ENVIRONMENTAL ISSUES. ARSD has identified two areas of hydrocarbon contamination at its plants. The major area of contamination is a contained pools of hydrocarbons (estimated to hold roughly 18,000 barrels of feedstock) sit at 25 feet below ground level, and are not migrating. ARSD has sunk hydrocarbon recovery wells to clean up the pool, and uses the product as feedstock for its plant. The wells presently recover 400 to 500 barrels of high quality light hydrocarbons per year and represent an innovative solution. The Texas Commission on Environmental Quality (TCEQ) considers this to be an acceptable method to remediate the property.

The second area of contamination is a surface spill which is quite small. Natural attenuation is the chosen method to remediate this spill, and TCEQ also considers this to be acceptable.

SAUDI ARABIA BASE METAL EXPLORATION PROJECT. Arabian American has been exploring for minerals in Saudi Arabia since 1971. In the past decade, ARSD has been funding development of a base metal project (Al Masane) in Saudi Arabia. Arabian American expended $586,000 on Al Masane in 2005. Total capitalized costs are close to $37 million at Al Masane.

The Al Masane project consists of a 44 sq. km exploration claim. The project can be accessed year round via roads suitable for heavy trucks. The deposits contain 7 million + tonnes of ore grading an average of 1.4% copper, 5% zinc, 1.1 grams of gold per tonne and 40 grams of silver per tonne. The reserves are open to depth.

SNC Lavalin updated a feasibility study in August 2005. SNC estimates that a 700,000 tonne per year mine could be built for capital costs of about $120 million. Annual output would be in the range of 17.5 million pounds of copper, 62.6 million pounds of zinc, 22,000 ounces of gold and 800,000 ounces of silver per year. Mining costs are estimated to be $60.01 per tonne. Saudi taxes on mining profits are 20%. The mine would have a minimum 10 year life based upon present reserves.

Using gold prices at $450 per ounce, silver at $7 per ounce, copper at $1.4 per pound, and zinc at $.54 per pound, the mine could generate EBITDA of about $20 million.

At current metal prices for gold of $600 per ounce, silver at $11 per ounce, copper at $3.39 per lb. and zinc at $1.45 per lb., I forecast that a mine at Al Masane may generate peak EBITDA of about $101 million and net earnings of $65 million. Sadly, Arabian American lacks the technical capability to take this project to production and needs to find a suitable partner.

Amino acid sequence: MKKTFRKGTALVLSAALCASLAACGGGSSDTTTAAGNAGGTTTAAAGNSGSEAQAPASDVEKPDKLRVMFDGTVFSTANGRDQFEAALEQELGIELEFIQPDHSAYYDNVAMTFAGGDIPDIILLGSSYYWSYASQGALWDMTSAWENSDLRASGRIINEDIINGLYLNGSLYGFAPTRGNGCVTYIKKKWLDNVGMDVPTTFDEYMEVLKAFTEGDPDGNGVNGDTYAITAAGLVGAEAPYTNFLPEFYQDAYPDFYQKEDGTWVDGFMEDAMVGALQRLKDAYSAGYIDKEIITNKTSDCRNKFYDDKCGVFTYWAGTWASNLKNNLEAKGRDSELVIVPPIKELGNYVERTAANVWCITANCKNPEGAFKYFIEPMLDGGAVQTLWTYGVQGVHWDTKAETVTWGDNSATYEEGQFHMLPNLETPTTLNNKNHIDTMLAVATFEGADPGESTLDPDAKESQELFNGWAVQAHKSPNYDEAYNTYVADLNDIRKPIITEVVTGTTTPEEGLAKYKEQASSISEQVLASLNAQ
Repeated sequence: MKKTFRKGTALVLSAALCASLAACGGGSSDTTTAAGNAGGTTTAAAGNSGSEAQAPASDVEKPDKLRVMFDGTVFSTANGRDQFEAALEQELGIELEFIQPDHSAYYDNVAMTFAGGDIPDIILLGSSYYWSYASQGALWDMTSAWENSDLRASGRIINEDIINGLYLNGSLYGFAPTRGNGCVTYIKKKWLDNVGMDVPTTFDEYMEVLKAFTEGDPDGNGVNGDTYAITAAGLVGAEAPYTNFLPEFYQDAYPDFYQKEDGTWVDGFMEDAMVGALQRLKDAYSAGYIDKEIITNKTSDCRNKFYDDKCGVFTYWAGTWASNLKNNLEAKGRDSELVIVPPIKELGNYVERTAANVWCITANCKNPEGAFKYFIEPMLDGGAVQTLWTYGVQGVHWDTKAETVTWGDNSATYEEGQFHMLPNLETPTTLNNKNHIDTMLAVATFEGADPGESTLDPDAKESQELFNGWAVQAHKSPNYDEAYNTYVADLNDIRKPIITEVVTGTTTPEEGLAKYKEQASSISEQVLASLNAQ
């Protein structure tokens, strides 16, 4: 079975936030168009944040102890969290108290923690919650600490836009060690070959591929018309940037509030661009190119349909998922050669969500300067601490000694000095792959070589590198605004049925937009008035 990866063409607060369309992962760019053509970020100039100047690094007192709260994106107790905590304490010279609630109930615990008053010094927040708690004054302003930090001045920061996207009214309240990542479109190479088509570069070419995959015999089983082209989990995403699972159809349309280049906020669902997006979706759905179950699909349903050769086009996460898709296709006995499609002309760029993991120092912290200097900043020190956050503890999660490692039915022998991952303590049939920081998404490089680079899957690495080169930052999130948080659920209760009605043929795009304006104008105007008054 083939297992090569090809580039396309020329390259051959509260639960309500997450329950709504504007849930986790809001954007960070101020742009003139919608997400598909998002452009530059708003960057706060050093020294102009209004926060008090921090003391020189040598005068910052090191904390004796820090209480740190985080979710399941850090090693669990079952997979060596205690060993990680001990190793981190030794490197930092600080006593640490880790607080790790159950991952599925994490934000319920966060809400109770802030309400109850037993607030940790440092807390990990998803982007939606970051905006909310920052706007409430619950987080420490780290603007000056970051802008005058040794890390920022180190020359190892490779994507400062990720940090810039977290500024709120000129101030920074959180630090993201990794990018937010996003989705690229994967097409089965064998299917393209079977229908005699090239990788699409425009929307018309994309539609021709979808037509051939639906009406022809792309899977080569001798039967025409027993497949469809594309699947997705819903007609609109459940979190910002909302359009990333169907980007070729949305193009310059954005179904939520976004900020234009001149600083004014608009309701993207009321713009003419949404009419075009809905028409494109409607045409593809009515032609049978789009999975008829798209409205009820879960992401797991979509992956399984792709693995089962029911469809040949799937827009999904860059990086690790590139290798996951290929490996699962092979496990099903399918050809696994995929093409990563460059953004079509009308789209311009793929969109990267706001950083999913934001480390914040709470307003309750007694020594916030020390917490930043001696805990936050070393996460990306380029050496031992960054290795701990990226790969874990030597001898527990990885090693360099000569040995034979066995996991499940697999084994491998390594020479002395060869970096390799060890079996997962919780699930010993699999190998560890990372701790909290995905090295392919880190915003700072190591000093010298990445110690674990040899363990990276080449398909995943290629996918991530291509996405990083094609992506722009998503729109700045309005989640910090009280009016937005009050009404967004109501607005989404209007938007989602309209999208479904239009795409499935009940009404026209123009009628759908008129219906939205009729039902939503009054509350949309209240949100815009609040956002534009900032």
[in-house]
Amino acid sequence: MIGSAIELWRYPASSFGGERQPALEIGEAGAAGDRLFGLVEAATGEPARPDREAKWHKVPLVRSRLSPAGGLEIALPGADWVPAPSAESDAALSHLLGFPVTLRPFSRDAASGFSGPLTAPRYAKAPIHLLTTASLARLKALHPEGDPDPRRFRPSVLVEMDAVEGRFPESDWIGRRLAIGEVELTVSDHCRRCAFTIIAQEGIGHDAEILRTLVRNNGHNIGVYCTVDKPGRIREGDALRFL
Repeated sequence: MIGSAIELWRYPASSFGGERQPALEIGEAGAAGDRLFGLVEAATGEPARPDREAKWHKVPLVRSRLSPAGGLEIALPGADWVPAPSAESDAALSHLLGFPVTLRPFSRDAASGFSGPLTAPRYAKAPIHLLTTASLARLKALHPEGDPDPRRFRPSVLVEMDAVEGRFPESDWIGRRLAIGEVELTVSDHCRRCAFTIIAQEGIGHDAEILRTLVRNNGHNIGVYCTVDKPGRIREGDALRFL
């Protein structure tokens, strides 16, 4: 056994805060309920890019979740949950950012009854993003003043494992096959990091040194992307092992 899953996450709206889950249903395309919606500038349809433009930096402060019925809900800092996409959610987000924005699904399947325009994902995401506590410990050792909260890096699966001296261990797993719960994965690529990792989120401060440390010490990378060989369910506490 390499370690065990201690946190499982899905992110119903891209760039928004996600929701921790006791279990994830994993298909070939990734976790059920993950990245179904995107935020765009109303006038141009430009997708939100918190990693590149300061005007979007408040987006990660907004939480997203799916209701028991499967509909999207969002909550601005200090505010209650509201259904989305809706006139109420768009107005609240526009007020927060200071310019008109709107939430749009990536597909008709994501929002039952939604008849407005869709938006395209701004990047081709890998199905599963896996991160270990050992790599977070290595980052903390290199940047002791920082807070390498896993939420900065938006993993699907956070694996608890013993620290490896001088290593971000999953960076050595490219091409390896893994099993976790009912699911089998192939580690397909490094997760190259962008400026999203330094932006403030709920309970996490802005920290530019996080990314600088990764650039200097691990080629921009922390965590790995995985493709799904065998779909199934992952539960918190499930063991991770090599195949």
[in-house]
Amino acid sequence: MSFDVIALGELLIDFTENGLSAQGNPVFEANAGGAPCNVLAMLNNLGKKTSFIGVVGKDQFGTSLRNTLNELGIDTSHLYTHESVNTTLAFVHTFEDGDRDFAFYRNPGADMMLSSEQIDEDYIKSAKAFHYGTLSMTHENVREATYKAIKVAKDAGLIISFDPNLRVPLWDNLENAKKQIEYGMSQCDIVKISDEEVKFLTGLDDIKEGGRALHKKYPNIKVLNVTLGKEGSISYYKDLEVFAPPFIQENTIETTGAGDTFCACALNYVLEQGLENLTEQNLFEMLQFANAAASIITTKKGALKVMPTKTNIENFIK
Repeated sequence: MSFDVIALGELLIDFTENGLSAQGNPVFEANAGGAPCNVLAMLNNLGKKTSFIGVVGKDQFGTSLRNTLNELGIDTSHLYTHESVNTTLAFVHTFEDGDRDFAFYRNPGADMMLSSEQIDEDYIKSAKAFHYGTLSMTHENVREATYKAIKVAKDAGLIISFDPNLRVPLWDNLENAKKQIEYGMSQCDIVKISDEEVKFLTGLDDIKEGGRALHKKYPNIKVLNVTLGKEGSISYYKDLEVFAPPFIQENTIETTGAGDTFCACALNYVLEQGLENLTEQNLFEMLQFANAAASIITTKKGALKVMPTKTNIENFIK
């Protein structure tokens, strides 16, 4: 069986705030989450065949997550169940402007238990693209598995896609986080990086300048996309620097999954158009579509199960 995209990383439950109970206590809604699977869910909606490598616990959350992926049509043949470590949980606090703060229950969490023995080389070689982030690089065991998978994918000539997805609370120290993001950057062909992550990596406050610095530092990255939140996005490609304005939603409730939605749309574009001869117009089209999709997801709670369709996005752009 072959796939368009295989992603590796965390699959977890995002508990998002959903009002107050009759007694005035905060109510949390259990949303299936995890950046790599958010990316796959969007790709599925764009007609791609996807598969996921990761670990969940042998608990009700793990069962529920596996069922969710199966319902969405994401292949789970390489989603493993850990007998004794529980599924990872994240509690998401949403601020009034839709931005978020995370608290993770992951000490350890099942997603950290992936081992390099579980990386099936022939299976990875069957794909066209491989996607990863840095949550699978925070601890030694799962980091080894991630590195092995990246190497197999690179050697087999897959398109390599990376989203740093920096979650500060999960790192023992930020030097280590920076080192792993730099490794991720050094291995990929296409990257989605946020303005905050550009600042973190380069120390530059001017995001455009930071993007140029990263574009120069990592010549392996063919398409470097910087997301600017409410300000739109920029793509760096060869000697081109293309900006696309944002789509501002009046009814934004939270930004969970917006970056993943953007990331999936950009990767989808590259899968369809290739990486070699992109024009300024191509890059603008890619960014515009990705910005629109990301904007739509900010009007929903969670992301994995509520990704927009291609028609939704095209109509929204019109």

In prior filings, ARSD indicated that up to $51 million of debt funding from Saudi banks and agencies could be made available. Assuming that a experienced partner could be found to buy in for a 49% interest, I estimate that ARSD would need to commit a minimum of $35 million of equity, so as to advance the project to production.

As with most exploration properties, there are risks too numerous to count. I consider the greatest risk (but by no means the only risk) at present, to be that the government of Saudi Arabia has not granted a mining lease on this property. This is due, in part, to the fact that an $11 million interest free loan issued to ARSD by the Saudi government & secured by the mining claims has not yet been repaid. According to SEC filings, Arabian American indicates that the government of Saudi Arabia has never formally requested repayment of the loan.

SEC filings indicate that Saudi ministers of finance recommend the outstanding loan be rolled into a larger, master loan with SIDF (Saudi Industrial Development fund). The proposed loan may cover up to 50% of the cost of the Al Masane project with a negotiated payment schedule. ARSD has requested formal negotiations to set terms.

In the interim, ARSD continues to spend funds with a view towards forwarding the mining project to a commercial operation. In the first quarter of 2006, Arabian American expended $172,000 on the Al Masane project. I would consider a material increase in spending on this project, in upcoming quarters, to be a positive sign.

ELY-PIOCHE MINES. Arabian American holds a 55% interest in a dormant silver, copper, zinc and gold mining company. There are 1500 acres of patented claims held in Lincoln County Nevada. At one time, this was the largest mine in Nevada. ARSD provides no value as to this asset on the balance sheet. I wouldn't go so far as to sugget that this is a hidden asset. However, I would note that Homestake mining took an option on this property some years ago. I would also note that the amount of 10-K space this dormant asset uses, has been increasing for several years.